Those new better cheap cymbals
There have been a couple of newer lines of better-than-usual cheaper B20 cast cymbals— XS20 by Sabian and Xist by Agop— they're almost real cymbals, and they've been around long enough to start finding their way onto the used market. Normally used cheap cymbals are virtually worthless, but these hold their value pretty well— so well, in fact, that there's no point in buying them. For the XS20 there's a small price break, but not enough to justify buying them over an AA. There are a few reasonable Xists you can get for the same price as the cheapest AAs, but they're still worse cymbals. The fancy looking Xist "dry dark" series aren't really bargain cymbals; they're priced about the same as very new used A.s and AAs. Instead of being great bargain cymbals, they decided to price them as crappy premium cymbals. 

Right now there are not any non-professional series cymbals I would recommend buying for more than $50 per cymbal. I'll write another post soon rounding up some of these attractive sub-professional lines.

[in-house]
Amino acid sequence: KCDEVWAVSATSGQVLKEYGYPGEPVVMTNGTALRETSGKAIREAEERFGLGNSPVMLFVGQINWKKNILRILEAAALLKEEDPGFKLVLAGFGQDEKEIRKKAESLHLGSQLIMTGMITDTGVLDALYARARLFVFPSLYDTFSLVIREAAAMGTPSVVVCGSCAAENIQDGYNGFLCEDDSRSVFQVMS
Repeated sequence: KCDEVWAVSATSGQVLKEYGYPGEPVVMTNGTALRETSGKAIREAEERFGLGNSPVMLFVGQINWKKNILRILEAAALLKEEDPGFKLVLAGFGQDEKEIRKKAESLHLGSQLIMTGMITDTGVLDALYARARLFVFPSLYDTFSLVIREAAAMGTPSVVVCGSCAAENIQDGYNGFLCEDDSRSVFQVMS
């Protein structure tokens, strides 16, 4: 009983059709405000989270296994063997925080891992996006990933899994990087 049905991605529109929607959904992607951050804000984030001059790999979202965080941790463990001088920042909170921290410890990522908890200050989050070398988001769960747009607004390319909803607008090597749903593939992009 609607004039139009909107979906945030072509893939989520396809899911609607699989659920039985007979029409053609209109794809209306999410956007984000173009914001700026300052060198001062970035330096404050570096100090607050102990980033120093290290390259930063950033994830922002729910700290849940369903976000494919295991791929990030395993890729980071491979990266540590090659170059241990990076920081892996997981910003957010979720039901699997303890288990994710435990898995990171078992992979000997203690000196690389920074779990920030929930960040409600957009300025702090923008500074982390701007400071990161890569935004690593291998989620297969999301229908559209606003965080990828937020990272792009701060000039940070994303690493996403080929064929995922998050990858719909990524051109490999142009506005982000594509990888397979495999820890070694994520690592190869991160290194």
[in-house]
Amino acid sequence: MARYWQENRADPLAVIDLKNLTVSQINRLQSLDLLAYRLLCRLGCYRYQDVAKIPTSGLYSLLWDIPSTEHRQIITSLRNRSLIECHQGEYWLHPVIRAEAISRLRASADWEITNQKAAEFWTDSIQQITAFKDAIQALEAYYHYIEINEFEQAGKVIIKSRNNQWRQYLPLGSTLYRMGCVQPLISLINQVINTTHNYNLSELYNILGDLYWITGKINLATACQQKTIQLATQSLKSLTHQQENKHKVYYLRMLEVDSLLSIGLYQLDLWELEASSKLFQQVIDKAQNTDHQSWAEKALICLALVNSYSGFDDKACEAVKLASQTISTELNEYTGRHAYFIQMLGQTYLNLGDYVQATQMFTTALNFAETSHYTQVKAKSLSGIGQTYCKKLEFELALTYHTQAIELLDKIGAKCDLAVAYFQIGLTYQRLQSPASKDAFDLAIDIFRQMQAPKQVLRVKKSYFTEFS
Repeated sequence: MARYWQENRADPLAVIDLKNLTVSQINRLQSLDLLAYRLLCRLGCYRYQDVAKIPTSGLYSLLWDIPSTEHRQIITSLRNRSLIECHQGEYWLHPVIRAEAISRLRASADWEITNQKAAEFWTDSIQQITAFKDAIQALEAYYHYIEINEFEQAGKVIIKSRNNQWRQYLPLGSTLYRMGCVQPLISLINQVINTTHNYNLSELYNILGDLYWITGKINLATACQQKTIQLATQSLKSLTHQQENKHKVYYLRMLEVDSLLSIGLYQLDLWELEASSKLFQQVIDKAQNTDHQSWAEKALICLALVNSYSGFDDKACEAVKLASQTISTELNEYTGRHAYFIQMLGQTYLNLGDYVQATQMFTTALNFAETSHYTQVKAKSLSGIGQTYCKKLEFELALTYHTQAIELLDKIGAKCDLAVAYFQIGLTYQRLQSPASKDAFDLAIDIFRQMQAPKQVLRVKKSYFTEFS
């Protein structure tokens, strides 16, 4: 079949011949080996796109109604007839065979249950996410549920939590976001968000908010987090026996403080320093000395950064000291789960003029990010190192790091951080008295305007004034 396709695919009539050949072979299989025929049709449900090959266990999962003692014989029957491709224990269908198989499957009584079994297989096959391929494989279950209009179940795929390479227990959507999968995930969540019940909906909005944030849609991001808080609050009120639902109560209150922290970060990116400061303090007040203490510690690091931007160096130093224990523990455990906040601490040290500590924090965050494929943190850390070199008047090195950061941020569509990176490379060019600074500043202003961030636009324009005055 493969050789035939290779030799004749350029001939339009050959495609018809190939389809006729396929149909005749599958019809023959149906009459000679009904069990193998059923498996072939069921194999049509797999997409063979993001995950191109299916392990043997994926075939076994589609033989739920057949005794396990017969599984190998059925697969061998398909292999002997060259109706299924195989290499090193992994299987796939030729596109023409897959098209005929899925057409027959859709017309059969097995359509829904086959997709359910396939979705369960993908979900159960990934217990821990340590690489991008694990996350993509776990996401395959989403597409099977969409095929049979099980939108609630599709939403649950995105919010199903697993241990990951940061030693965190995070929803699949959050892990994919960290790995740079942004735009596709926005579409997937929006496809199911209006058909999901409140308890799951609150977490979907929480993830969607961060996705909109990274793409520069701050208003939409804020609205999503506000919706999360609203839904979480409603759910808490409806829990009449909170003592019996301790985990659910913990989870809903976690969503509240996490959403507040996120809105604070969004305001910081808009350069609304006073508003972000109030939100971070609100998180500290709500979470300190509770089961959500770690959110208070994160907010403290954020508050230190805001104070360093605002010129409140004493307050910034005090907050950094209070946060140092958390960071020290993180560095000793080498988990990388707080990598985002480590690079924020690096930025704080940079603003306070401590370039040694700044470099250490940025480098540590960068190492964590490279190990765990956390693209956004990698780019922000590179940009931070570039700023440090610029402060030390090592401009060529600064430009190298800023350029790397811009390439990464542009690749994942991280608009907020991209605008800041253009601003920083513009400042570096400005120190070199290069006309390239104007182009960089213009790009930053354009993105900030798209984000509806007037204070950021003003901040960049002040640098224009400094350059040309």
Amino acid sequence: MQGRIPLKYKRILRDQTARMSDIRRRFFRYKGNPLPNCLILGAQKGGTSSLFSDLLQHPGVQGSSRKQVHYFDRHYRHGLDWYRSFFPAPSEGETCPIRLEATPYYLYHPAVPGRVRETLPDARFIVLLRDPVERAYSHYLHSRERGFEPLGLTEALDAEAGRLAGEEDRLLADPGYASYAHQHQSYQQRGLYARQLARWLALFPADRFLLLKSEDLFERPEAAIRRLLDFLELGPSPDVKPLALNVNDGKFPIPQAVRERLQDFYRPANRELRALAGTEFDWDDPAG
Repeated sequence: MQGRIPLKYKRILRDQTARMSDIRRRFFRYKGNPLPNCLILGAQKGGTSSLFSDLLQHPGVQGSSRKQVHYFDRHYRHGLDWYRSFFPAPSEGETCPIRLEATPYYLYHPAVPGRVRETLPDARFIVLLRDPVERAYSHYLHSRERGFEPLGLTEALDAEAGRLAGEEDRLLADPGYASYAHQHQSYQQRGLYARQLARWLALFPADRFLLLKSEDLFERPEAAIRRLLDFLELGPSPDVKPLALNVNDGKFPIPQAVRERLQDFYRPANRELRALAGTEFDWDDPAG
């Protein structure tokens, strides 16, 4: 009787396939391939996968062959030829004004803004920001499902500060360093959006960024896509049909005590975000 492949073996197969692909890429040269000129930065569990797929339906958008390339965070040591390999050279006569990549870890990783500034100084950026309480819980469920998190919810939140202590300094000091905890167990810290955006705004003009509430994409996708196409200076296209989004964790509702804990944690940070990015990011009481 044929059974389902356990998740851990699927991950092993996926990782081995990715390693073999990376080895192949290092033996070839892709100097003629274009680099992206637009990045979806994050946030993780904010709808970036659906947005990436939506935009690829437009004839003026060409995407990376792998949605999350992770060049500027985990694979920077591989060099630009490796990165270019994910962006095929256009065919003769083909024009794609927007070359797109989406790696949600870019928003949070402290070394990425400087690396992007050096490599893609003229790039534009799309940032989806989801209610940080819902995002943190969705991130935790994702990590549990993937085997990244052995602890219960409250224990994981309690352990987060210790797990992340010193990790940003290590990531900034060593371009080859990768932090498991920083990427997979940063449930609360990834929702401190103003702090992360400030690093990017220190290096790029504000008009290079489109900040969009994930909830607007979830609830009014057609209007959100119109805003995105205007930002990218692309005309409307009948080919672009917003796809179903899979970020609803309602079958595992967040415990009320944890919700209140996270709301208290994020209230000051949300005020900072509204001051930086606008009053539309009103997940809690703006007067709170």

What to do about “jazz cymbals”
You can use any of these type of cymbals we're talking about as jazz cymbals, provided your ride isn't ridiculously heavy. You could look for a crash/ride or light right for your main cymbal. "Hand-hammered" type cymbals, Sabian HH cymbals start appearing in the $120-150 range. American made K. Zildjians with the big 80s-looking "K" printed on them are generally $50-100 more. There are a lot of mediocre ride cymbals by either brand. That's another topic for another day, in fact.